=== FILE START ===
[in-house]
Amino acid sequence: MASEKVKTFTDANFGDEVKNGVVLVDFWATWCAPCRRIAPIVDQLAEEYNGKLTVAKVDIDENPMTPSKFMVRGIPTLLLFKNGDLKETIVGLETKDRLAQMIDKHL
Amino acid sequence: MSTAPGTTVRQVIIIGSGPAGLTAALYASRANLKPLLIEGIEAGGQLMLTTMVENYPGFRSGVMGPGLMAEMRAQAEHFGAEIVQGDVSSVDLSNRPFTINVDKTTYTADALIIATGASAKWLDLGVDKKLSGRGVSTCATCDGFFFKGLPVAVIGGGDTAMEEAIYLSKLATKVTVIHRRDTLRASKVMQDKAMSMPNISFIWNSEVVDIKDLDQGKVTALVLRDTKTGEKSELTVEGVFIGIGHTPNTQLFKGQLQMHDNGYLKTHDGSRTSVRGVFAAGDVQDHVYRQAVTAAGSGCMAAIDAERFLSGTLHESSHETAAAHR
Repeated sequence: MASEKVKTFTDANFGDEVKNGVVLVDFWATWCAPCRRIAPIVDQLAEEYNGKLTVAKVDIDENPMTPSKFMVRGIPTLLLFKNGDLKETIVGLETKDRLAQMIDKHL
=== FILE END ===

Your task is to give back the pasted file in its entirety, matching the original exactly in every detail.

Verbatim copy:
[in-house]
Amino acid sequence: MASEKVKTFTDANFGDEVKNGVVLVDFWATWCAPCRRIAPIVDQLAEEYNGKLTVAKVDIDENPMTPSKFMVRGIPTLLLFKNGDLKETIVGLETKDRLAQMIDKHL
Amino acid sequence: MSTAPGTTVRQVIIIGSGPAGLTAALYASRANLKPLLIEGIEAGGQLMLTTMVENYPGFRSGVMGPGLMAEMRAQAEHFGAEIVQGDVSSVDLSNRPFTINVDKTTYTADALIIATGASAKWLDLGVDKKLSGRGVSTCATCDGFFFKGLPVAVIGGGDTAMEEAIYLSKLATKVTVIHRRDTLRASKVMQDKAMSMPNISFIWNSEVVDIKDLDQGKVTALVLRDTKTGEKSELTVEGVFIGIGHTPNTQLFKGQLQMHDNGYLKTHDGSRTSVRGVFAAGDVQDHVYRQAVTAAGSGCMAAIDAERFLSGTLHESSHETAAAHR
Repeated sequence: MASEKVKTFTDANFGDEVKNGVVLVDFWATWCAPCRRIAPIVDQLAEEYNGKLTVAKVDIDENPMTPSKFMVRGIPTLLLFKNGDLKETIVGLETKDRLAQMIDKHL